Television personality Julie Gichuru talks about her business ventures

Julie Gichuru is best known for being a TV news anchor and group digital business manager at Kenyan media company Royal Media Services. Beyond the glitz and glamour of TV, Gichuru is also a successful entrepreneur, running an online fashion store called Mimi and production company Arimus Media. She has been recognised as one of Africa’s most influential women. Gichuru told How we made it in Africa’s Dinfin Mulupi more about her business ventures.

Julie Gichuru

Julie Gichuru

What inspired you to go into business?

Africa is undergoing an incredible transformation; I would describe it as the new wind of change sweeping across the continent. While there are many challenges, there are also plenty of opportunities and I do feel it is our responsibility to identify those opportunities and create and build profitable businesses that provide employment opportunities and grow tax revenues. If we as Africans don’t do it then we will find ourselves on the periphery of our own growing economies, as others leverage these opportunities.

Last year you launched online fashion shop Mimi. How is the business performing? was a very pleasant surprise. As a TV anchor I was struggling to find affordable, quality, trendy clothing. Several suppliers reached out to me and I decided to take it to the next level by setting up the business in partnership with my husband Anthony Gichuru. The next step was sales; we looked into shops and found limited space in big malls and exorbitant prices on available space. Tony and I considered the option of going online and decided to give it a go. The look and feel of the site was important and we opted for simplicity. It took a couple of days before orders started coming in. Our challenge now is to move into other markets in the region.

Tell us more about the lessons you have learnt in business.

There are so many but I think everything boils down to connection, communication and relationships; with clients, with partners and with staff.

Describe the challenges you face as an entrepreneur.

Access to funds is always a huge challenge, managing costs is vital and the human element is just as important. Anyone going into entrepreneurship should understand there will be sleepless nights, lots of nail biting, and a struggle balancing the books. It is not easy.

Although a lot of women in Africa are going into business, very few manage to build large successful companies. What is lacking?

I think there are several challenges facing women. First and foremost, most women often don’t have access to funds. Many women are encouraged to think micro, limiting their ability to grow. It also takes great courage and fortitude to invest fully into a large business. Many women are helping to support their families and bring up children, which could be a significant factor. With more financial information and access to funds, women can transform their businesses from small survival or subsistence outfits to larger, more profitable businesses. I do think role models help and there are some powerful role models out there. In Kenya we have Tabitha Karanja of Keroche Breweries, Eva Muraya of Colour Creations and many others.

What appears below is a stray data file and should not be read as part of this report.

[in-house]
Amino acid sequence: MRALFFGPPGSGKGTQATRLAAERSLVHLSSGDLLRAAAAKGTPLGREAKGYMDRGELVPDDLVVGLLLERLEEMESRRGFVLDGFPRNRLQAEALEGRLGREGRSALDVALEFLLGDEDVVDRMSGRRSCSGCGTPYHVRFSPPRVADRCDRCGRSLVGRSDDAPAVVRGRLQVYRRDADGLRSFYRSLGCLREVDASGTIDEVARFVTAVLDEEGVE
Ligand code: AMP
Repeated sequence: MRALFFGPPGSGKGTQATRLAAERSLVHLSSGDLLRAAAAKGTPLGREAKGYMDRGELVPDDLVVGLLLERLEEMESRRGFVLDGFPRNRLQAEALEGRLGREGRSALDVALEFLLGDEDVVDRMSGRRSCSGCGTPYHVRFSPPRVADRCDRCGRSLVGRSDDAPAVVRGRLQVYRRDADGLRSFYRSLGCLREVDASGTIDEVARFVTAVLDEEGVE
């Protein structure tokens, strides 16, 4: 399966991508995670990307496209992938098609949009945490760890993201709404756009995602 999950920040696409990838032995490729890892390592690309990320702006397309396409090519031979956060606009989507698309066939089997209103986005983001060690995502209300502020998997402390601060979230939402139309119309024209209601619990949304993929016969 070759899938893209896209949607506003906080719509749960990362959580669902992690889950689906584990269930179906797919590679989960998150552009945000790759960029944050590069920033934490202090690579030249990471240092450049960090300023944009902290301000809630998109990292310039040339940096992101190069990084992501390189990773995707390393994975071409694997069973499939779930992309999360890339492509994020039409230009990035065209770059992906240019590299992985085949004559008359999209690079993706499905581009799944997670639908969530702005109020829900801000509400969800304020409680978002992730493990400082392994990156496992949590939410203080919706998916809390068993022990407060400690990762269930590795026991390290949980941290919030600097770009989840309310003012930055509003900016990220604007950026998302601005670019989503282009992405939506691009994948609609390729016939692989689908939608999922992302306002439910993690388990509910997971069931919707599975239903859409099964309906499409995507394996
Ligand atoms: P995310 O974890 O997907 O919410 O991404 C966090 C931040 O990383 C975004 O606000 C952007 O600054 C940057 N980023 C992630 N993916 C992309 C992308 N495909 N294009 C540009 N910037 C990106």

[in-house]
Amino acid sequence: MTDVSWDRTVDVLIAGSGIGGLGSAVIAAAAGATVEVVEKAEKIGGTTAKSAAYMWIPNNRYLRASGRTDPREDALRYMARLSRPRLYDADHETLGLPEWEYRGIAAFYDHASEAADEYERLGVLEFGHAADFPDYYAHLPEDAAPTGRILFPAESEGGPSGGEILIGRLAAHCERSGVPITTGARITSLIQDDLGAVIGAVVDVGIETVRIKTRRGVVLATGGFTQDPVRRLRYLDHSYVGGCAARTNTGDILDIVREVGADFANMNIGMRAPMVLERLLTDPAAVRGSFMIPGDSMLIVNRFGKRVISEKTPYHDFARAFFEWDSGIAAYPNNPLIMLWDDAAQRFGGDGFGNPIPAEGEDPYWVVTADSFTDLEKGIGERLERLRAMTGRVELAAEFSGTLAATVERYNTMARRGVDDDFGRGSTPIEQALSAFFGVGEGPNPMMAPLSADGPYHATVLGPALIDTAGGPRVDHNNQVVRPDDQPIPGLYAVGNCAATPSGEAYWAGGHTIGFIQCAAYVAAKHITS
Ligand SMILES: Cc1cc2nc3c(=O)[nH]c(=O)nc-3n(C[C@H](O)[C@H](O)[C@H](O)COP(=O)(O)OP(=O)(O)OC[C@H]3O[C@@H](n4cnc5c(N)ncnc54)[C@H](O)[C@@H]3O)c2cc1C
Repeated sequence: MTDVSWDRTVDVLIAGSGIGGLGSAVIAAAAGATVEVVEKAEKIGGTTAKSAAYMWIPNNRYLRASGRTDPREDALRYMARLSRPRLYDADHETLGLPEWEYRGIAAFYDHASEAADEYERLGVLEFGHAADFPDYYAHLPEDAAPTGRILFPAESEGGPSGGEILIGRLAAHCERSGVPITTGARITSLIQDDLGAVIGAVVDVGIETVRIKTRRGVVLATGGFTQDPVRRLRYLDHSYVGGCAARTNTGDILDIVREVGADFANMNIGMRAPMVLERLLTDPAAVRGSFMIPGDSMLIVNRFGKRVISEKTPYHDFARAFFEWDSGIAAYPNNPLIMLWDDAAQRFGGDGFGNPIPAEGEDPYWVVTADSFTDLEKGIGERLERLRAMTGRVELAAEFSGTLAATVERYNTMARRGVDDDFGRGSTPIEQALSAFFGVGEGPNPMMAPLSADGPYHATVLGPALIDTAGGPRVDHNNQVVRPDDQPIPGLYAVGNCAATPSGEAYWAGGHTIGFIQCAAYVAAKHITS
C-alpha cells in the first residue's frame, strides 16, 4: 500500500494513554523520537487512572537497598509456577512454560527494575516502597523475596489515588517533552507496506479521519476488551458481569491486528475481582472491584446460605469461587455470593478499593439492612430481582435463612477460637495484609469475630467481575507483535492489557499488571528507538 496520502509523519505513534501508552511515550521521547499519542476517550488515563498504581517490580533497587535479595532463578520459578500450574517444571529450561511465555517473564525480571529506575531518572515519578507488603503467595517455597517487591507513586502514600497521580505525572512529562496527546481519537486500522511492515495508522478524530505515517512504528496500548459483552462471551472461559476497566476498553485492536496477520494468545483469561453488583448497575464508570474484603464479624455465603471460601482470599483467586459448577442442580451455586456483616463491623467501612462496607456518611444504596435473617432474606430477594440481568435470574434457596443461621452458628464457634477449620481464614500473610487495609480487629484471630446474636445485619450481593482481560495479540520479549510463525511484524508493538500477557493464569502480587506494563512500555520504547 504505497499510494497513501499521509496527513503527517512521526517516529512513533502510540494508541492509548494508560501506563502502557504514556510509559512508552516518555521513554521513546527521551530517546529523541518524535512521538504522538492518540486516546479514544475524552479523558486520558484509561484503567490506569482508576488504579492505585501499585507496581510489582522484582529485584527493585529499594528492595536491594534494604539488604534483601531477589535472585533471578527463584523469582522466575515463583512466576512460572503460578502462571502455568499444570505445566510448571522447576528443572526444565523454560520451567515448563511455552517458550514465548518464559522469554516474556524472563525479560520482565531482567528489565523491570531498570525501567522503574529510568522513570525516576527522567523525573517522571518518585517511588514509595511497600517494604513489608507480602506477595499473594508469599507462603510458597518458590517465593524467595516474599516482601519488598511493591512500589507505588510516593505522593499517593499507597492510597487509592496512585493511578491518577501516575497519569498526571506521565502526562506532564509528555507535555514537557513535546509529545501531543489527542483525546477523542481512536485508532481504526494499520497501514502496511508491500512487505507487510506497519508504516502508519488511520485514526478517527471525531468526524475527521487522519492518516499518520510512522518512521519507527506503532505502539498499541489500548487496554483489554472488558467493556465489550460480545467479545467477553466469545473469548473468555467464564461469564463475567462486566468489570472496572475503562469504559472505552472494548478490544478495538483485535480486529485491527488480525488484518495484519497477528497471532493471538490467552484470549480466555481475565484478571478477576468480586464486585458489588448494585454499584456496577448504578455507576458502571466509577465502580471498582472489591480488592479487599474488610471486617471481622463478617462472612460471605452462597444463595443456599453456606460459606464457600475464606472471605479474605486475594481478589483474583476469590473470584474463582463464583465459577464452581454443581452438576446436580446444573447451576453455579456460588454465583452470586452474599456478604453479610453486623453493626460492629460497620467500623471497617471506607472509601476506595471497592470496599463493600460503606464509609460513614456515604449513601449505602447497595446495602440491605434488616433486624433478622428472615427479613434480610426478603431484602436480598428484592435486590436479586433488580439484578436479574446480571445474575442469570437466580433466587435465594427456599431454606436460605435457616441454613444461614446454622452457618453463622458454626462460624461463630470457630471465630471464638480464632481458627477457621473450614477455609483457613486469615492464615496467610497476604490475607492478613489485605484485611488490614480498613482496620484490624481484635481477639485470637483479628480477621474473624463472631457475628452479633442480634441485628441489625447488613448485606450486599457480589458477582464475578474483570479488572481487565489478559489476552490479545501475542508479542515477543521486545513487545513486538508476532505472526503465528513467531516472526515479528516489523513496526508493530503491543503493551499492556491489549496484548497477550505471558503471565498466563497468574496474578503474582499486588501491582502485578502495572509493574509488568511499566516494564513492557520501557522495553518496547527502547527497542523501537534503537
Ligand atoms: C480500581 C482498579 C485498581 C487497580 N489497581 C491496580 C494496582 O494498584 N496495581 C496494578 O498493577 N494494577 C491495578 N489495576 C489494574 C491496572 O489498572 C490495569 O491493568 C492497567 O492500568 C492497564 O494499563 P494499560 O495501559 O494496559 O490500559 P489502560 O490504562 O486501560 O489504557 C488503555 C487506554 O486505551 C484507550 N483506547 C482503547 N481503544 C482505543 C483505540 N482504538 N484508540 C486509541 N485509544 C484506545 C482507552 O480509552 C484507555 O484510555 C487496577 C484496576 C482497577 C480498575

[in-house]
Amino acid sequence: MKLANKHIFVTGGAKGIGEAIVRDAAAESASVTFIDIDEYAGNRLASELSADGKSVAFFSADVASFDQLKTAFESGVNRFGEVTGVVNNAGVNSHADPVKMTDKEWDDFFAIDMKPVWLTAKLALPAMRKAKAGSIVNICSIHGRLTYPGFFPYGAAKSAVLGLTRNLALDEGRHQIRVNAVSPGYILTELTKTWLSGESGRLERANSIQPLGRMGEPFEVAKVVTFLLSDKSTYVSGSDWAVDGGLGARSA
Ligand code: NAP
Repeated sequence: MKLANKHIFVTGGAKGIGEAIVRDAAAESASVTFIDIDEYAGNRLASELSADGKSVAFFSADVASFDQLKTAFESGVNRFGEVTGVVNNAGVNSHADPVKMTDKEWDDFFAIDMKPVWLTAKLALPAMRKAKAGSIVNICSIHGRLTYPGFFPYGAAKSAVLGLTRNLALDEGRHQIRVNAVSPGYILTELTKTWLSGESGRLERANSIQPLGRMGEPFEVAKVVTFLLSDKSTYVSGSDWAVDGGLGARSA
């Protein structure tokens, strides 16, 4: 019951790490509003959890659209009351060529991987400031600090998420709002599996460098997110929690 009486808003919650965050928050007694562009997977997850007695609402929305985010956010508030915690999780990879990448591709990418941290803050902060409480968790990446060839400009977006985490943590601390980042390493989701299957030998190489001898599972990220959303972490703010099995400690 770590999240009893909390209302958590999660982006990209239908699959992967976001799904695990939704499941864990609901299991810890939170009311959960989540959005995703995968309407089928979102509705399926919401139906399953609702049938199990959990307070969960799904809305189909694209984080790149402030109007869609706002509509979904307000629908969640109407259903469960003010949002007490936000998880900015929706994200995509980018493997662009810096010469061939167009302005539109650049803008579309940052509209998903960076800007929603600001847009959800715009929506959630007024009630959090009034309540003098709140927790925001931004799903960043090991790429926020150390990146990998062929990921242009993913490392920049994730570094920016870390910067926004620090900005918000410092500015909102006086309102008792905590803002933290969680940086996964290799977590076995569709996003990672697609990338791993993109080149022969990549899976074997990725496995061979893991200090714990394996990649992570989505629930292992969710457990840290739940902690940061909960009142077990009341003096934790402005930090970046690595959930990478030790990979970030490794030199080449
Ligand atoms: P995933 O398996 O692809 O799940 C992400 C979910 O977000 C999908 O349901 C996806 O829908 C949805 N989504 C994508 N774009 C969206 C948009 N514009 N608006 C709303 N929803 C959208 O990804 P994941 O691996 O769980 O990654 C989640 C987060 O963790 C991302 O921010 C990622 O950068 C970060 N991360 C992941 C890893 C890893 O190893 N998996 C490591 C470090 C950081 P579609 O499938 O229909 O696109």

The African youth are being encouraged to go into business and become job creators. But is entrepreneurship really for all?

No, I would not say it is for everyone but it is certainly a start and a great teacher. If you are jobless and live with your parents, even with a small patch you could grow and sell something. You could organise the youth in the area and collect garbage for a fee. It is far better to be busy doing something, gaining experience and a few shillings, than it is to do nothing. It also counts for something when being considered for a job. While some may try and not succeed, it is the effort and the learning that is important.

What is your advice to aspiring entrepreneurs?

Five things; do your research, invest in areas where you have expertise, take one step at a time, manage your costs and grow your networks.

What are your future plans for your businesses?

For Arimus Media it is my hope and dream that our content will not just be watched in Africa but will be lauded globally. We intend to provide markets with quality African content, telling an authentic African story and changing perceptions about Africa globally. With respect to, our first step is to fully penetrate the East African market and then look beyond, across Africa.

There is currently a lot of optimism about the prospects of Africa. Do you believe it really is Africa’s time?

I do believe it is Africa’s time and I see the growth and the opportunities. My greatest fear is that Africans will not benefit if they do not stand up and take charge of their destiny by starting strong indigenous African companies and brands. My greatest hope is that we can have the courage and vision to seize the moment and create a new narrative for Africa.